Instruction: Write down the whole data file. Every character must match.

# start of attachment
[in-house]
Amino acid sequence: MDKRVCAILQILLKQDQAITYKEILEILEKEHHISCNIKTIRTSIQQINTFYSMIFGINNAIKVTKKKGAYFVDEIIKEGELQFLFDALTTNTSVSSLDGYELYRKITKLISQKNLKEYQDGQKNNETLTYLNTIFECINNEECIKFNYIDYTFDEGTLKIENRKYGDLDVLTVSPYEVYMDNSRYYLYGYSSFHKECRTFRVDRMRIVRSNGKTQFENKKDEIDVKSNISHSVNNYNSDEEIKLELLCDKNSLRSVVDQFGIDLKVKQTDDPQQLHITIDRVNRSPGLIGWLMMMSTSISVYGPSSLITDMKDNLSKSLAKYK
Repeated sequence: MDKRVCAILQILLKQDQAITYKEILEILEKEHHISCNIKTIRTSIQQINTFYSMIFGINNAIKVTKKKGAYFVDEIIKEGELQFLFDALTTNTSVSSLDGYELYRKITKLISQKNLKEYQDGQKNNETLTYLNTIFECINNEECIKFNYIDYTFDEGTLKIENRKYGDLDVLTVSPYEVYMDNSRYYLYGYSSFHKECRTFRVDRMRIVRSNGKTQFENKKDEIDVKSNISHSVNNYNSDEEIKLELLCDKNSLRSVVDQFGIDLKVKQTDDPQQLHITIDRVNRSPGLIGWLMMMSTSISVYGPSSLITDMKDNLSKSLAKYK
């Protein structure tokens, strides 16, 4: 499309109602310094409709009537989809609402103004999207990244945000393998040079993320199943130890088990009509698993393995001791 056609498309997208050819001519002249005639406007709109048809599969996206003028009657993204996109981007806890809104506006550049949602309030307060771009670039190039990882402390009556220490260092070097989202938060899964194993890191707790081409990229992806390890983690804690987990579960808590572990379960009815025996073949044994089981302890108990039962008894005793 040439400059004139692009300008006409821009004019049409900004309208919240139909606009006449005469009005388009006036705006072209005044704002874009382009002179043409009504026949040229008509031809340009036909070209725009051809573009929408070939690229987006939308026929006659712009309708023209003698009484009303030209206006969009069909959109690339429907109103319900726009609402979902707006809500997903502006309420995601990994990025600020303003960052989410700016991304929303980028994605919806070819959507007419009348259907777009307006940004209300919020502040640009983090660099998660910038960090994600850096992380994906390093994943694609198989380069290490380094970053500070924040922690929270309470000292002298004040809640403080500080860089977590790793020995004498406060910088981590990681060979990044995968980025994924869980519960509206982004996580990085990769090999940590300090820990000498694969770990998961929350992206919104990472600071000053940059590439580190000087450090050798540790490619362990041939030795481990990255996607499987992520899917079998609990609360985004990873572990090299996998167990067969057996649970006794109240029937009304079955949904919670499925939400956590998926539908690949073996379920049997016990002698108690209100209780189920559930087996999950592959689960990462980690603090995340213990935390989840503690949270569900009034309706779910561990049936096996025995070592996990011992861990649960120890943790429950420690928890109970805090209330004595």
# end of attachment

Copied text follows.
[in-house]
Amino acid sequence: MDKRVCAILQILLKQDQAITYKEILEILEKEHHISCNIKTIRTSIQQINTFYSMIFGINNAIKVTKKKGAYFVDEIIKEGELQFLFDALTTNTSVSSLDGYELYRKITKLISQKNLKEYQDGQKNNETLTYLNTIFECINNEECIKFNYIDYTFDEGTLKIENRKYGDLDVLTVSPYEVYMDNSRYYLYGYSSFHKECRTFRVDRMRIVRSNGKTQFENKKDEIDVKSNISHSVNNYNSDEEIKLELLCDKNSLRSVVDQFGIDLKVKQTDDPQQLHITIDRVNRSPGLIGWLMMMSTSISVYGPSSLITDMKDNLSKSLAKYK
Repeated sequence: MDKRVCAILQILLKQDQAITYKEILEILEKEHHISCNIKTIRTSIQQINTFYSMIFGINNAIKVTKKKGAYFVDEIIKEGELQFLFDALTTNTSVSSLDGYELYRKITKLISQKNLKEYQDGQKNNETLTYLNTIFECINNEECIKFNYIDYTFDEGTLKIENRKYGDLDVLTVSPYEVYMDNSRYYLYGYSSFHKECRTFRVDRMRIVRSNGKTQFENKKDEIDVKSNISHSVNNYNSDEEIKLELLCDKNSLRSVVDQFGIDLKVKQTDDPQQLHITIDRVNRSPGLIGWLMMMSTSISVYGPSSLITDMKDNLSKSLAKYK
């Protein structure tokens, strides 16, 4: 499309109602310094409709009537989809609402103004999207990244945000393998040079993320199943130890088990009509698993393995001791 056609498309997208050819001519002249005639406007709109048809599969996206003028009657993204996109981007806890809104506006550049949602309030307060771009670039190039990882402390009556220490260092070097989202938060899964194993890191707790081409990229992806390890983690804690987990579960808590572990379960009815025996073949044994089981302890108990039962008894005793 040439400059004139692009300008006409821009004019049409900004309208919240139909606009006449005469009005388009006036705006072209005044704002874009382009002179043409009504026949040229008509031809340009036909070209725009051809573009929408070939690229987006939308026929006659712009309708023209003698009484009303030209206006969009069909959109690339429907109103319900726009609402979902707006809500997903502006309420995601990994990025600020303003960052989410700016991304929303980028994605919806070819959507007419009348259907777009307006940004209300919020502040640009983090660099998660910038960090994600850096992380994906390093994943694609198989380069290490380094970053500070924040922690929270309470000292002298004040809640403080500080860089977590790793020995004498406060910088981590990681060979990044995968980025994924869980519960509206982004996580990085990769090999940590300090820990000498694969770990998961929350992206919104990472600071000053940059590439580190000087450090050798540790490619362990041939030795481990990255996607499987992520899917079998609990609360985004990873572990090299996998167990067969057996649970006794109240029937009304079955949904919670499925939400956590998926539908690949073996379920049997016990002698108690209100209780189920559930087996999950592959689960990462980690603090995340213990935390989840503690949270569900009034309706779910561990049936096996025995070592996990011992861990649960120890943790429950420690928890109970805090209330004595």